Wallace’s grass-roots populism caught the national media’s attention, and soon other activists took up the fight. Opponents called fluoride “rat poison” and questioned the benevolence of government scientists seemingly eager to experiment on American citizens. They pointed to incomplete studies and urged caution. Most viewed fluoridation as government overreach—one to be opposed through democratic processes—but a small minority saw a darker picture. With cold-war paranoia on the rise, fluoride became a favorite target for anti-Communist literature.

At first, typewritten pamphlets and mimeographed sheets, passed hand to hand, carried the anti-fluoride message. But by the late 1950s more prominent right-wing groups began to endorse the conspiracy theory. The February 9, 1959, issue of The Dan Smoot Report cited Aldous Huxley’s dystopian novel Brave New World, in which government-mandated drugs enthrall and placate the populace. “How could ruling authorities ever manage to give drugs to an entire population?” asked Smoot. His answer: via water supplies, just like fluoridation.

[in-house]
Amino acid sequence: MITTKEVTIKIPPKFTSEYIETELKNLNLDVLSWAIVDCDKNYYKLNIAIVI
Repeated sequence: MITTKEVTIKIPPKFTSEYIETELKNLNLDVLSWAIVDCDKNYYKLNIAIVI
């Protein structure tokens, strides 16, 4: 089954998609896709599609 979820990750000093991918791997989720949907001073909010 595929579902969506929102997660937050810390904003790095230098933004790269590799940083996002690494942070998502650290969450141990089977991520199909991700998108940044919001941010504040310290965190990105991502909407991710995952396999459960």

Most viewed fluoridation as government overreach—one to be opposed through democratic processes—but a small minority saw a darker picture. With cold-war paranoia on the rise, fluoride became a favorite target for anti-Communist literature.

Smoot never directly blamed Communists for fluoridation, but rather worried that “the ground work is already being done by fine, civic-minded, well-intentioned people who cannot be made to understand that they are helping to open a Pandora’s box of evil.”